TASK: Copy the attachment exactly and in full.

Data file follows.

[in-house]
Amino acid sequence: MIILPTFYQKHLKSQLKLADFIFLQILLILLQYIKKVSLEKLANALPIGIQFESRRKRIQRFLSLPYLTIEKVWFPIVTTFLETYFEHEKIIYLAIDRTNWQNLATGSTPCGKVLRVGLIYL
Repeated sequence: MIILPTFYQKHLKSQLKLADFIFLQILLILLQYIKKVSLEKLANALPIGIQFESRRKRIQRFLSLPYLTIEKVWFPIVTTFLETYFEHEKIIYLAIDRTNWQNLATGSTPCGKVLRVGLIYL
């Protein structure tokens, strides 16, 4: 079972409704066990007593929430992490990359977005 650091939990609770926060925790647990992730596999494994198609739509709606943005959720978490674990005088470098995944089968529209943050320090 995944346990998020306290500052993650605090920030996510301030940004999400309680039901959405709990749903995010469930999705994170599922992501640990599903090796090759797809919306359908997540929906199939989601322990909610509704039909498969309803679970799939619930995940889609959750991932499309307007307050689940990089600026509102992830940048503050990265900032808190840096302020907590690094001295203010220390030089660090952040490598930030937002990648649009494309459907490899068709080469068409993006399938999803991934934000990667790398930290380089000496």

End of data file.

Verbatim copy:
[in-house]
Amino acid sequence: MIILPTFYQKHLKSQLKLADFIFLQILLILLQYIKKVSLEKLANALPIGIQFESRRKRIQRFLSLPYLTIEKVWFPIVTTFLETYFEHEKIIYLAIDRTNWQNLATGSTPCGKVLRVGLIYL
Repeated sequence: MIILPTFYQKHLKSQLKLADFIFLQILLILLQYIKKVSLEKLANALPIGIQFESRRKRIQRFLSLPYLTIEKVWFPIVTTFLETYFEHEKIIYLAIDRTNWQNLATGSTPCGKVLRVGLIYL
């Protein structure tokens, strides 16, 4: 079972409704066990007593929430992490990359977005 650091939990609770926060925790647990992730596999494994198609739509709606943005959720978490674990005088470098995944089968529209943050320090 995944346990998020306290500052993650605090920030996510301030940004999400309680039901959405709990749903995010469930999705994170599922992501640990599903090796090759797809919306359908997540929906199939989601322990909610509704039909498969309803679970799939619930995940889609959750991932499309307007307050689940990089600026509102992830940048503050990265900032808190840096302020907590690094001295203010220390030089660090952040490598930030937002990648649009494309459907490899068709080469068409993006399938999803991934934000990667790398930290380089000496």